Potterton stayed busy over the ensuing decades, and never really retired. In the mid-1980s he worked on children’s animated series such as Rubik, the Amazing Cube and The Wizard of Oz. In 1991, he created and produced The Smoggies, a television series that promoted environmental responsibility. Interestingly, Potterton said that was the first time he ever made “real money” from a production.
He lives on a farm about an hour east of Montreal and only 15 miles, as the crow flies, from the U.S. border. He keeps busy with his art, grows garlic, and flies radio-controlled model airplanes of all sizes and vintages.
Anderson’s Potterton profile finishes with a now-bittersweet ending which describes how the filmmaker kept busy even into his 90s.
Sadly, the animation world has now been deprived of those future Potterton projects.
Pictured at top: “Heavy Metal,” Gerald Potterton in 2016 – Photo by Anna Frodesiak, “My Financial Career”
In a recent Cartoon Brew profile of Potterton, Ross Anderson explained the filmmaker’s wider goals at that early stage of his career:
Gerald Potterton, an Oscar and Emmy-nominated filmmaker who worked on the first British animated feature, Animal Farm, and directed the cult classic Heavy Metal, died on the evening of Tuesday, August 23, at the age of 91.
Potterton was born in London on March 8, 1931. He attended Hammersmith Art School and his entry into animation came in 1951 when he got a job working on Halas and Batchelor’s Animal Farm, released in 1954 as Britain’s first animated feature.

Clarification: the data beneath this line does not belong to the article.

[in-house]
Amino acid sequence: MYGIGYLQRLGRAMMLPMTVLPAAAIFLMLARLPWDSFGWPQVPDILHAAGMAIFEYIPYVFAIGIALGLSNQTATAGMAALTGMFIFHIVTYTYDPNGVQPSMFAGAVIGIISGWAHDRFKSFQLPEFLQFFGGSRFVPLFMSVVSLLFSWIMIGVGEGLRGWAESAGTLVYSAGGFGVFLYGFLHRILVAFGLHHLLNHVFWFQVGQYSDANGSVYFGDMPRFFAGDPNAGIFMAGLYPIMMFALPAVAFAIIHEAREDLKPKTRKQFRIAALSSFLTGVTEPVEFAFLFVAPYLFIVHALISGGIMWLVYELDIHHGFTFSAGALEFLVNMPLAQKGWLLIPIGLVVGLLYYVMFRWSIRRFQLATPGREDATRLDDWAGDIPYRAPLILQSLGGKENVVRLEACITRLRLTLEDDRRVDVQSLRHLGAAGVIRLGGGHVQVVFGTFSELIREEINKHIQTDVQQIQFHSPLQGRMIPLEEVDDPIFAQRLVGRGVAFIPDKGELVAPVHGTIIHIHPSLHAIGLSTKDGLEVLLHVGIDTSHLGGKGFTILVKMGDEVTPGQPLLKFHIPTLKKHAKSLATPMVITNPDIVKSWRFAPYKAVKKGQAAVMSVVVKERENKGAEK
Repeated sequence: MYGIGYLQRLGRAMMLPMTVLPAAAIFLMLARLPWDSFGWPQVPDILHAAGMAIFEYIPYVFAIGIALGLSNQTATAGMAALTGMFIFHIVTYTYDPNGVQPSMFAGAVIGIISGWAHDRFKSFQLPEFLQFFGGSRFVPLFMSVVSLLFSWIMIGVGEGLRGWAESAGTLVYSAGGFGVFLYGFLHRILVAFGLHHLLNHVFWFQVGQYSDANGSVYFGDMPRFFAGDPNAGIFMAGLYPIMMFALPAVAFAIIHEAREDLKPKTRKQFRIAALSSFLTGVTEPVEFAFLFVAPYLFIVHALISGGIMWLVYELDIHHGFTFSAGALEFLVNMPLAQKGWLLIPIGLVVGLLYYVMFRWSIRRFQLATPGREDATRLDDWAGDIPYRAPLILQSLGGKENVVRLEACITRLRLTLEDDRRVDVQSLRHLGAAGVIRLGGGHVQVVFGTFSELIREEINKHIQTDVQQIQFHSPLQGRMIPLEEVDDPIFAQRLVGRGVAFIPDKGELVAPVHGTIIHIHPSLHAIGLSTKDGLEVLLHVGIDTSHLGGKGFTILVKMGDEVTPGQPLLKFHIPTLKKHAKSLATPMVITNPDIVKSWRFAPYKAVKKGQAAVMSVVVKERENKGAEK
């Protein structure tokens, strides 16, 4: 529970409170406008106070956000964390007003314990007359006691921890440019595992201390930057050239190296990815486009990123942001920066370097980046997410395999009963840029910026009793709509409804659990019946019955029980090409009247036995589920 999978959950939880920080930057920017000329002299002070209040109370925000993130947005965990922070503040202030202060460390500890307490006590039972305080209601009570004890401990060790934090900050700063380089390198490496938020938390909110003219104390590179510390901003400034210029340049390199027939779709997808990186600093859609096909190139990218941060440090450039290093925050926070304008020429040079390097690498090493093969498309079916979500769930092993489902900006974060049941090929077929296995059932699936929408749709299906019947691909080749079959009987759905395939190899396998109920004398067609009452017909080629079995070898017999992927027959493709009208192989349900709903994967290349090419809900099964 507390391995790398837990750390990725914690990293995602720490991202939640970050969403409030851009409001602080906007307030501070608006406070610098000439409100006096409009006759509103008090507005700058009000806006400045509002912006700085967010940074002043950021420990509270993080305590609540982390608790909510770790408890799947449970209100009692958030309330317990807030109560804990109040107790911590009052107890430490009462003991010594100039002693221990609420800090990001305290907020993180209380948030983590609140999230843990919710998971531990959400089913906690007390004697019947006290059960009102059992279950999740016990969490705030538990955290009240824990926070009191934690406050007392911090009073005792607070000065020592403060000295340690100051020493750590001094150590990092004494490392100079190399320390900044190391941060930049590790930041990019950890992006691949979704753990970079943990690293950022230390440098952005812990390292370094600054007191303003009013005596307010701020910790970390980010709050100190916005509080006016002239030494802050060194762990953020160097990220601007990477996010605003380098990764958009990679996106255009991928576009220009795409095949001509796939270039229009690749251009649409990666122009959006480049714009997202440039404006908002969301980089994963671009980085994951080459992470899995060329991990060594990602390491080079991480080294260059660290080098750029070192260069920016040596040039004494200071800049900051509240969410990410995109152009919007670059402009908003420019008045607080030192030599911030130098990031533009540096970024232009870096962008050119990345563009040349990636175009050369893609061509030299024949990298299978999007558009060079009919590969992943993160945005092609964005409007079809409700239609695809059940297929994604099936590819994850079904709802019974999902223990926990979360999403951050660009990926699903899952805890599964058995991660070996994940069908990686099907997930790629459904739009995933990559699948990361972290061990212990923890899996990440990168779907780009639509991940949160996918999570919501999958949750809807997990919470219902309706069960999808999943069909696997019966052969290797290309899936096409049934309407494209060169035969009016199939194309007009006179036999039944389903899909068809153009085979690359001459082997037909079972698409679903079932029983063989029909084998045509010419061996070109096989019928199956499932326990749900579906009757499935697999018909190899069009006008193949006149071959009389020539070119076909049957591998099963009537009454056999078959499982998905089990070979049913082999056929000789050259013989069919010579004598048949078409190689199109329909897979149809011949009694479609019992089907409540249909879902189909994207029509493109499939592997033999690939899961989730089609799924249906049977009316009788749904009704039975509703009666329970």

The 1960s was Potterton’s breakout decade. Two of his shorts, My Financial Career (1962) and Christmas Cracker (1964), were nominated for Oscars and he wrote and directed The Railrodder (1964), starring Buster Keaton. In 1968, he did layout work for the Yellow Submarine’s “Liverpool” sequence.
But it was in 1981 that Potterton directed his career-defining work in the form of the cult classic adult sci-fi anthology film Heavy Metal.
Potterton had ambitions to write and direct his own films and co-founded a cooperative that helped London-based animators with their personal projects. They called themselves the Grasshopper Group and included animators Bob Godfrey and Norman McLaren, who was starting to make waves at the National Film Board of Canada (NFB) with his Oscar-winning short Neighbours. Potterton co-directed his own short at that time, Two’s Company (1953), using the pixilation method.
He paints, often with the theme of vintage military planes, and is creating a narrated storybook for distribution on the internet. He is also working towards developing Scouse the Mouse into a feature-length animated film.
During the 1970s, Potterton produced three animated films based on stories by Oscar Wilde. One of them, The Selfish Giant (1972), received an Oscar nomination. During that decade, Potterton also worked with Richard Williams on Raggedy Ann & Andy: A Musical Adventure (1977) as associate director.